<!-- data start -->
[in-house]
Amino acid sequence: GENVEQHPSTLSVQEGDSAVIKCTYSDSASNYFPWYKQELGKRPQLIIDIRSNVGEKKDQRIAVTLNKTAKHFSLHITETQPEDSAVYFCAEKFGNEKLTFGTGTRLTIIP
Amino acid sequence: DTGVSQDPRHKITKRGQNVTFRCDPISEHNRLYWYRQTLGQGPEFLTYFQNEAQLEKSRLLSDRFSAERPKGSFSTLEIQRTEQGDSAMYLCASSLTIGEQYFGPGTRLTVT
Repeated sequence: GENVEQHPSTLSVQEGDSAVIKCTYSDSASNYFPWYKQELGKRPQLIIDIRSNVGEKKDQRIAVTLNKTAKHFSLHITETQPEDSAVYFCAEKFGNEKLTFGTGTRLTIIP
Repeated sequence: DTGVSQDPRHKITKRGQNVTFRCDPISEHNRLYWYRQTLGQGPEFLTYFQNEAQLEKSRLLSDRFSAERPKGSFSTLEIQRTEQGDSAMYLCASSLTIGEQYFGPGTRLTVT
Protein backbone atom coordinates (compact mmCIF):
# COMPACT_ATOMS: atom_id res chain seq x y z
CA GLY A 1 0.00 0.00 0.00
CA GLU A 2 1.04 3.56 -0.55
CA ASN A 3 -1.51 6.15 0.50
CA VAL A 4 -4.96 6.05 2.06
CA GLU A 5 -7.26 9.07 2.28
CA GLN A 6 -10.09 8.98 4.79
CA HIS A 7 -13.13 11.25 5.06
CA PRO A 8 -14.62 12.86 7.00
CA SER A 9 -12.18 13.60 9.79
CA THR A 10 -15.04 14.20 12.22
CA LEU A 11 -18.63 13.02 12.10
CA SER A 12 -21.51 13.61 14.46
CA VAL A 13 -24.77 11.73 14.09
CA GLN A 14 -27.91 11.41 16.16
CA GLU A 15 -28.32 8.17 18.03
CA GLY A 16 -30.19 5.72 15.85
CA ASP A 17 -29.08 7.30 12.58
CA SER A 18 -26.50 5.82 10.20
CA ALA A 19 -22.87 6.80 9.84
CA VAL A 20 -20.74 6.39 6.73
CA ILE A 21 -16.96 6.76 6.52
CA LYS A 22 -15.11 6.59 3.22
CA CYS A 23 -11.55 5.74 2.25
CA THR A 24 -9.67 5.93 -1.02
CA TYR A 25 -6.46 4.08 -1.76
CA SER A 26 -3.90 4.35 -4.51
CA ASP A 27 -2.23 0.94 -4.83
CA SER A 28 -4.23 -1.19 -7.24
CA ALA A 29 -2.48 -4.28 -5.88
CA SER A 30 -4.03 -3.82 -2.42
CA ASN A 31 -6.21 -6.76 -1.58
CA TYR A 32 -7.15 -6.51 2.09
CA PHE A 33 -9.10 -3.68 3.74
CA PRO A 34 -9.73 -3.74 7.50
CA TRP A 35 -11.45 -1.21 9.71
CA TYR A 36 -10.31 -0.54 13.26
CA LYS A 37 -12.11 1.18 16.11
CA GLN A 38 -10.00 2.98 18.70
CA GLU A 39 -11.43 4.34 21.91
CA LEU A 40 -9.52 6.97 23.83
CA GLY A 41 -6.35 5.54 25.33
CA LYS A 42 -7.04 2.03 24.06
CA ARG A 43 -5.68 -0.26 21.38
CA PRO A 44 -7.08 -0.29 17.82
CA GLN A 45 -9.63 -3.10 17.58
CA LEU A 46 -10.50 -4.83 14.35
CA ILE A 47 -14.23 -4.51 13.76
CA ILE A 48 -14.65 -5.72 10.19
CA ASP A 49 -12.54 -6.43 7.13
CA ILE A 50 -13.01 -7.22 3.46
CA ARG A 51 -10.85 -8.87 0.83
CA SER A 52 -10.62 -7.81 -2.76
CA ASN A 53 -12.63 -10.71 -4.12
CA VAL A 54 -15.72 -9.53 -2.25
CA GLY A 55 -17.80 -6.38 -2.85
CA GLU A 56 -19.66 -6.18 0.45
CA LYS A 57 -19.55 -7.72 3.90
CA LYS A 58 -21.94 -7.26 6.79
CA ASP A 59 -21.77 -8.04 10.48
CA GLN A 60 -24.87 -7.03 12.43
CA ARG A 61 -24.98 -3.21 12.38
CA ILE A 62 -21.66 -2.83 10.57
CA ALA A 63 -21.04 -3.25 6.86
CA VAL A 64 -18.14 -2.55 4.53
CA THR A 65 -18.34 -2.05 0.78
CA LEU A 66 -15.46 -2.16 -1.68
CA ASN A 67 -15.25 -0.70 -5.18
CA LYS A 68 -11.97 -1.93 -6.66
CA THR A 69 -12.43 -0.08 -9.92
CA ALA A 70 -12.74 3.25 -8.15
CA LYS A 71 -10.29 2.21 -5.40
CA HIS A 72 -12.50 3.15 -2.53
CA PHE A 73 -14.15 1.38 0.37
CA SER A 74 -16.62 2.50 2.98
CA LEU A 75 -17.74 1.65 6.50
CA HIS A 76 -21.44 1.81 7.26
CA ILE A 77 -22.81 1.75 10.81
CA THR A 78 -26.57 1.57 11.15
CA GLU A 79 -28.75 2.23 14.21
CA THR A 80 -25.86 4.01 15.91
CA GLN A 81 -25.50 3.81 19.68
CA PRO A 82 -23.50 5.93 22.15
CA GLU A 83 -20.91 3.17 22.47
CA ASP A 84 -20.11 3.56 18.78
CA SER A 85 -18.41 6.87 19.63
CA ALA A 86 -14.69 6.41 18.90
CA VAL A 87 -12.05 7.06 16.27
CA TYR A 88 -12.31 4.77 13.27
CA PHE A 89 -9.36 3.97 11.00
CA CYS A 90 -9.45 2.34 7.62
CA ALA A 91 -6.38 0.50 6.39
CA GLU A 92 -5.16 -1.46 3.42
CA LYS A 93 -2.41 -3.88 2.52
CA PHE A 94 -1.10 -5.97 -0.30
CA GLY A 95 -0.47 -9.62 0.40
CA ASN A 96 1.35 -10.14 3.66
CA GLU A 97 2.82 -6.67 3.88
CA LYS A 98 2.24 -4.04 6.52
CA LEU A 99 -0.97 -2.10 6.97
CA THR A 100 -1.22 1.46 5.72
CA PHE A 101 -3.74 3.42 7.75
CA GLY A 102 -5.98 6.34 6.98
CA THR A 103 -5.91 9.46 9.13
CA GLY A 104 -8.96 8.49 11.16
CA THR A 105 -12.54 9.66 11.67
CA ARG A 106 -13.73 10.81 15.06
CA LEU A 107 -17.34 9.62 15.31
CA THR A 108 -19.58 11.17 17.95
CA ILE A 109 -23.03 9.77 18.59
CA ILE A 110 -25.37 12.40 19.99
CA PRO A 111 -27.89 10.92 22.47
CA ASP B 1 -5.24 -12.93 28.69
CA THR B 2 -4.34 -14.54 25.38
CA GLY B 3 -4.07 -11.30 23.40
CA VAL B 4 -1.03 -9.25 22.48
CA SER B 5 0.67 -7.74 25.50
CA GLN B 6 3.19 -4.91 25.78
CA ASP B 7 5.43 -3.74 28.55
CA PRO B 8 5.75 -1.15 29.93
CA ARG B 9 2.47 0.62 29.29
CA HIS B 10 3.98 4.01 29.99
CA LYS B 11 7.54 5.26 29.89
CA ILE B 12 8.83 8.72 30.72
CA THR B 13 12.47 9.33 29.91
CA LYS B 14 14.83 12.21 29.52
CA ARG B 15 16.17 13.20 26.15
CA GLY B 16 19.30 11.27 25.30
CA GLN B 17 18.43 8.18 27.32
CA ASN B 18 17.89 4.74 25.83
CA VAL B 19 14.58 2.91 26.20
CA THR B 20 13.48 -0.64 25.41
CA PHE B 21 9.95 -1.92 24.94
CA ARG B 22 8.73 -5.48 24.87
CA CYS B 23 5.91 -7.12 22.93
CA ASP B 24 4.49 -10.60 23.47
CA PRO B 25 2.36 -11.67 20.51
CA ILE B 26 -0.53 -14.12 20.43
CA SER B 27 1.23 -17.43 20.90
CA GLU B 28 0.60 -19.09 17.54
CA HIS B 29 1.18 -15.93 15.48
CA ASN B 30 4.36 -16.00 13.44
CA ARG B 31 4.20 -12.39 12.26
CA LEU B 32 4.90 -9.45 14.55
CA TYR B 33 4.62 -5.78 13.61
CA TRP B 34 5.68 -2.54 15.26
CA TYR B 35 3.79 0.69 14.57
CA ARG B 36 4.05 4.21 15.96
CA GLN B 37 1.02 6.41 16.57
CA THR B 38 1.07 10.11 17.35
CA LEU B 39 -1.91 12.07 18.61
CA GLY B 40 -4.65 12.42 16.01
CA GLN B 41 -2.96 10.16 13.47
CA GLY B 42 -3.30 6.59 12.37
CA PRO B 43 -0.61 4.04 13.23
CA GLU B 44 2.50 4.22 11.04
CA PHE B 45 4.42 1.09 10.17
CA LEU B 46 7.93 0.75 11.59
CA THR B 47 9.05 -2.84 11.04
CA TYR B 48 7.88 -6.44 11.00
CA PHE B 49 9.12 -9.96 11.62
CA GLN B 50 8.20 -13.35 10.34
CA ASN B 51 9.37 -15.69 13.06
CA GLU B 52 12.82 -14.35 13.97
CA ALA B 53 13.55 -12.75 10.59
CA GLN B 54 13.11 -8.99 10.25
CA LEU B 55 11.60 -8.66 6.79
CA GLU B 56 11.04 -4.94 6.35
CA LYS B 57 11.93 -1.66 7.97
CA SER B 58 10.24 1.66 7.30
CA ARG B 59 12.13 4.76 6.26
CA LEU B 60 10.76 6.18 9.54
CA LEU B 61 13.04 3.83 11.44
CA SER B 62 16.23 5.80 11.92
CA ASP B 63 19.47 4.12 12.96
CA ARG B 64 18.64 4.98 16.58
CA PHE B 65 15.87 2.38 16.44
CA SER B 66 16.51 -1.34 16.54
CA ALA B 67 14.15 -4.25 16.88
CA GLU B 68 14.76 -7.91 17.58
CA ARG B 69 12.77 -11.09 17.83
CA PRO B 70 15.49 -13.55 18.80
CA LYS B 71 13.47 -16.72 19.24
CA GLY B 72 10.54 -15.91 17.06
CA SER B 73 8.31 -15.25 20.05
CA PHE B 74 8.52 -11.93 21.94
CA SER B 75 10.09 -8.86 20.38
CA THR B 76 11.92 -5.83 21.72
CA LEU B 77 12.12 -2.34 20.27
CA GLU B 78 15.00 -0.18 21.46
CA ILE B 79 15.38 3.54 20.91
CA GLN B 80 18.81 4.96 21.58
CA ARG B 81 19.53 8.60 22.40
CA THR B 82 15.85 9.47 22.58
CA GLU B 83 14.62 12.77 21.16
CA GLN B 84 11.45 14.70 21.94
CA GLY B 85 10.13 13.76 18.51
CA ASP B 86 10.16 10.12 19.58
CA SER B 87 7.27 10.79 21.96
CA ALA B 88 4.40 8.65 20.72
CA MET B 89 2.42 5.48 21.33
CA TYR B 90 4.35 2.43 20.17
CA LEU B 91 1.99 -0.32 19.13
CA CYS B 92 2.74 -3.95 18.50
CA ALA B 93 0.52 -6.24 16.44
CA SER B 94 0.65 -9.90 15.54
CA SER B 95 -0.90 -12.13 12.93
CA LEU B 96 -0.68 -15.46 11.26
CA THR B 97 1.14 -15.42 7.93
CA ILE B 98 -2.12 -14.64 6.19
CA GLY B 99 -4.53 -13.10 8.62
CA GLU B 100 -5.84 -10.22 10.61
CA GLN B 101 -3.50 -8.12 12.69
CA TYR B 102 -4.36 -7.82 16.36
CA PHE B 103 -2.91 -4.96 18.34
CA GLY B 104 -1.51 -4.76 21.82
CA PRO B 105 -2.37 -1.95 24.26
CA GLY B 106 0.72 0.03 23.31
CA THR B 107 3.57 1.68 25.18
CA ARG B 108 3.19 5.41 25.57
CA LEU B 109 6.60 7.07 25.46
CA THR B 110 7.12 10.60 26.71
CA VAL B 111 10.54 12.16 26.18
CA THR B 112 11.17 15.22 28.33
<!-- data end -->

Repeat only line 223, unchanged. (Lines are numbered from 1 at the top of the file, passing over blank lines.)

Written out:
CA PRO B 105 -2.37 -1.95 24.26